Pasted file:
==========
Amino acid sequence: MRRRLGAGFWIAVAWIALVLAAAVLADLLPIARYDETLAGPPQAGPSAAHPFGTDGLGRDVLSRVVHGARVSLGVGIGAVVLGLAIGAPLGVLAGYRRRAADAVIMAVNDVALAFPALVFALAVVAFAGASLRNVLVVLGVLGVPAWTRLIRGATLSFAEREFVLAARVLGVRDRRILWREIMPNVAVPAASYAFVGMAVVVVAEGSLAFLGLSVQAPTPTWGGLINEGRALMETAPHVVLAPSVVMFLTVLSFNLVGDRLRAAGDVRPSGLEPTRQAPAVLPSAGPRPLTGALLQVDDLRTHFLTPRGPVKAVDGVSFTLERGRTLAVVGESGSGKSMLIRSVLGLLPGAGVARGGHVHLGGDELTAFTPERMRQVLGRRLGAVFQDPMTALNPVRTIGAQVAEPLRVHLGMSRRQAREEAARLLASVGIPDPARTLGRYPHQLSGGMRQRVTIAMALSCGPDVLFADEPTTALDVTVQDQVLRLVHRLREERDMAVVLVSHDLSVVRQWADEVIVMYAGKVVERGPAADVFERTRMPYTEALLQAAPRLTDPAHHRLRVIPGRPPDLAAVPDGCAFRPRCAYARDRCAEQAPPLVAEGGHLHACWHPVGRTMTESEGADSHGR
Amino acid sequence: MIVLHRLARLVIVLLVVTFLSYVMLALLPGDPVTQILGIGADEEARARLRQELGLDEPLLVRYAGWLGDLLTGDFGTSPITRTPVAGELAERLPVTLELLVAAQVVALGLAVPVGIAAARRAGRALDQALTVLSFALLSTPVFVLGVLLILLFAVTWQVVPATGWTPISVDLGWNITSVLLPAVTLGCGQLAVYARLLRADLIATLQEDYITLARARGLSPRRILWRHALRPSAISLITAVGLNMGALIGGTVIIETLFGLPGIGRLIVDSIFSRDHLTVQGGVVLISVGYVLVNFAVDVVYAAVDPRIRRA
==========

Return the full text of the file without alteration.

Amino acid sequence: MRRRLGAGFWIAVAWIALVLAAAVLADLLPIARYDETLAGPPQAGPSAAHPFGTDGLGRDVLSRVVHGARVSLGVGIGAVVLGLAIGAPLGVLAGYRRRAADAVIMAVNDVALAFPALVFALAVVAFAGASLRNVLVVLGVLGVPAWTRLIRGATLSFAEREFVLAARVLGVRDRRILWREIMPNVAVPAASYAFVGMAVVVVAEGSLAFLGLSVQAPTPTWGGLINEGRALMETAPHVVLAPSVVMFLTVLSFNLVGDRLRAAGDVRPSGLEPTRQAPAVLPSAGPRPLTGALLQVDDLRTHFLTPRGPVKAVDGVSFTLERGRTLAVVGESGSGKSMLIRSVLGLLPGAGVARGGHVHLGGDELTAFTPERMRQVLGRRLGAVFQDPMTALNPVRTIGAQVAEPLRVHLGMSRRQAREEAARLLASVGIPDPARTLGRYPHQLSGGMRQRVTIAMALSCGPDVLFADEPTTALDVTVQDQVLRLVHRLREERDMAVVLVSHDLSVVRQWADEVIVMYAGKVVERGPAADVFERTRMPYTEALLQAAPRLTDPAHHRLRVIPGRPPDLAAVPDGCAFRPRCAYARDRCAEQAPPLVAEGGHLHACWHPVGRTMTESEGADSHGR
Amino acid sequence: MIVLHRLARLVIVLLVVTFLSYVMLALLPGDPVTQILGIGADEEARARLRQELGLDEPLLVRYAGWLGDLLTGDFGTSPITRTPVAGELAERLPVTLELLVAAQVVALGLAVPVGIAAARRAGRALDQALTVLSFALLSTPVFVLGVLLILLFAVTWQVVPATGWTPISVDLGWNITSVLLPAVTLGCGQLAVYARLLRADLIATLQEDYITLARARGLSPRRILWRHALRPSAISLITAVGLNMGALIGGTVIIETLFGLPGIGRLIVDSIFSRDHLTVQGGVVLISVGYVLVNFAVDVVYAAVDPRIRRA